This was the first glimpse that I had of a wild tiger while in India last year. I was pretty far away and kept hoping for a clearing in the trees to get a decent shot. This was it. The tiger would eventually make its way out of the trees and into the open but I kind of liked the way that it was framed by the characteristic Bandhavgarh National Park environment.
Nikon D300 with Nikkor 200-400mm lens (at 400mm) ISO 1600, f/4 at 1/400th of a second (-1/3 stop ev)
Snowy owls can have pretty comical faces at times. This female was moving her head back and forth, showing me a little attitude before flying off.
Nikon D800 with Nikkor 200-400mm lens (at 400mm) ISO 500, f/4.5 at 1/1000th of a second
Harbor seals can be very curious creatures. I was kayaking late one afternoon in Elkhorn Slough — about a fifteen minute drive north of Monterey — and it seemed that every time I turned around, I’d catch a harbor seal following closely behind. Sometimes the seals would act as if caught and quickly dive under, while other times they would just sit there staring back at me while I aimed the camera and clicked the shutter.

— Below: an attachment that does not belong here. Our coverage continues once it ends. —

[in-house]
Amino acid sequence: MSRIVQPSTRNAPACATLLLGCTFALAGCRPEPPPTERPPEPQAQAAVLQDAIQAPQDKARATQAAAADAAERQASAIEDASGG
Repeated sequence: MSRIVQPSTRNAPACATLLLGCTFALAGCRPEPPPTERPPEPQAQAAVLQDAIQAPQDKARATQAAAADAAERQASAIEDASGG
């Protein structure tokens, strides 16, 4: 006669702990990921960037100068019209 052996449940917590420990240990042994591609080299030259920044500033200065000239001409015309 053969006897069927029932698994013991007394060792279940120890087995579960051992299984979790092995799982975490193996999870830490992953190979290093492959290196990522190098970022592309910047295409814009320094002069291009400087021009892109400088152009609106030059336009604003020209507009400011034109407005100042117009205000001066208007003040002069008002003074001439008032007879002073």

Nikon D300 with Nikkor 200-400mm lens (at 400mm) ISO 400, f/6.3 at 1/640th of a second
This cheetah had been sitting on a fallen tree for a while, scanning the horizon for prey. He jumped down just before I took this shot and headed off with his two brothers to stalk, and then chase, a dazzle of zebras (yes, a group of zebras is, in fact, called a dazzle). If you’re a zebra fan, you’ll be happy to know that the chase was unsuccessful. If you’re a cheetah fan, well, there’s always another day. Cheetah, in fact, have a pretty high success rate, catching their prey about 50% of the time.
Nikon D700 with Nikkor 70-200mm lens (at 200mm) ISO 800, f/4 at 1/500th of a second
This fine looking duck is an American wigeon. The males, or drakes, have a large green patch on the side of the face. The females, or hens, are much less conspicuous and more uniformly brown in color. These guys are also sometimes called baldpates because of the whitish strip across the top of the head. This photo was taken on my recent owl outing at Reifel Bird Sanctuary in British Columbia, Canada.
Nikon D800 with Nikkor 200-400mm lens (at 400mm) ISO 800, f/4 at 1/1000th of a second